It's a few years old now, but Don't Make Love is one of the most memorable experimental games I've ever played. In it, you're one of two oddly-human-behaving praying mantises who are having a hard conversation about whether to breed. It's a hard conversation because they're both very much in love, but know that if they breed there's a really good chance the female mantis will give in to instincts and the male mantis' head off then cannibalize the body. The surreal premise is used to communicate some deeply human feelings.
That's weird enough for you to want to try it, I know, but that's not the experimental part. The experimental part is that the game takes in your typed text in conversation before giving responses. You've got to actually try to shape the conversation and your responses to it by writing your own dialogue—it's the kind of game mechanic that the industry relies on experimental and indie creators to start work on before it can find its way into bigger games.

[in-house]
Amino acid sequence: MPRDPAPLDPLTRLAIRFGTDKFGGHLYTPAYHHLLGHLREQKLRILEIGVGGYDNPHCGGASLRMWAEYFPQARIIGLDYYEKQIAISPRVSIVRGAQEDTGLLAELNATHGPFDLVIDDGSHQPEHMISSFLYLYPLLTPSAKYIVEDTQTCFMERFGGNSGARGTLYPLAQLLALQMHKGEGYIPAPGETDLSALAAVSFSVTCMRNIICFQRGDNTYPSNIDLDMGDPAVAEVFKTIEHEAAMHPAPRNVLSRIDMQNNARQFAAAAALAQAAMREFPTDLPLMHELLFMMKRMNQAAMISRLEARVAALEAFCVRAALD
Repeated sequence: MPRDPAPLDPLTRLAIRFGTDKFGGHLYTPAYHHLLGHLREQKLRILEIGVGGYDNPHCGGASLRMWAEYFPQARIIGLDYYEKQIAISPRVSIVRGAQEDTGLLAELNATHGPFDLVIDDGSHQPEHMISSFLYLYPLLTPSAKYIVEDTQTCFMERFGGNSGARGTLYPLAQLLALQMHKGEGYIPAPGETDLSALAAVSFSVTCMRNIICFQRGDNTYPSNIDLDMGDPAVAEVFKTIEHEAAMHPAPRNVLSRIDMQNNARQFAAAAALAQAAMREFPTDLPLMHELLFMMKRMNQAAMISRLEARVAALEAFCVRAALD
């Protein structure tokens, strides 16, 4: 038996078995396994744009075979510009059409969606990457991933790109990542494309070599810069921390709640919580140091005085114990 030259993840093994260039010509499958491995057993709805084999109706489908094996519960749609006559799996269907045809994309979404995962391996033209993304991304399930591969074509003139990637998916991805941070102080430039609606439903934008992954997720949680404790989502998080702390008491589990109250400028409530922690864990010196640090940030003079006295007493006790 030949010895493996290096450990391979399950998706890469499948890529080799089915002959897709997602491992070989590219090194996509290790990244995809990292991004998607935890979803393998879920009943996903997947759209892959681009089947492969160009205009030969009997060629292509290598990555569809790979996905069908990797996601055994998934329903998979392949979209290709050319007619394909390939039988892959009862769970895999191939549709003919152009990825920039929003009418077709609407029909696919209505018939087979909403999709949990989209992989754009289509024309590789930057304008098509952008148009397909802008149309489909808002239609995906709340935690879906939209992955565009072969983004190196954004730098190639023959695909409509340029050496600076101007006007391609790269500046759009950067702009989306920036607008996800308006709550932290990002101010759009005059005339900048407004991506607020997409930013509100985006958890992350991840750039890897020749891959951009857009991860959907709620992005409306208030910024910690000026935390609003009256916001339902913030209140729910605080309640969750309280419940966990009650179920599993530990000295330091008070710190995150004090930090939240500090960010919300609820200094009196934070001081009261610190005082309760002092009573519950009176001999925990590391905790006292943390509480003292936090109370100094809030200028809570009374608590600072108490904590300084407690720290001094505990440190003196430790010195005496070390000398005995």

It's worth saying that it sounds impressive, but you do need to play your part for it to work. The game won't respond well, if at all, to off topic or non-sequitur inputs.
Either way, Don't Make Love is now free on Steam. (opens in new tab)
I sincerely wish I were writing about the game under better circumstances, but: The game has gone free in memory of principal developer Dario D'Ambra, an Italian indie and art game advocate, who died earlier this year. Collaborators and friends posted the announcement "In Memoriam" (opens in new tab) on the game's Steam page. "This game was developed by a great human being out of the need to communicate personal experiences, thoughts, and emotions," they say in the announcement. If you're interested in his other experimental and art games, you can find them at the Maggese website. (opens in new tab)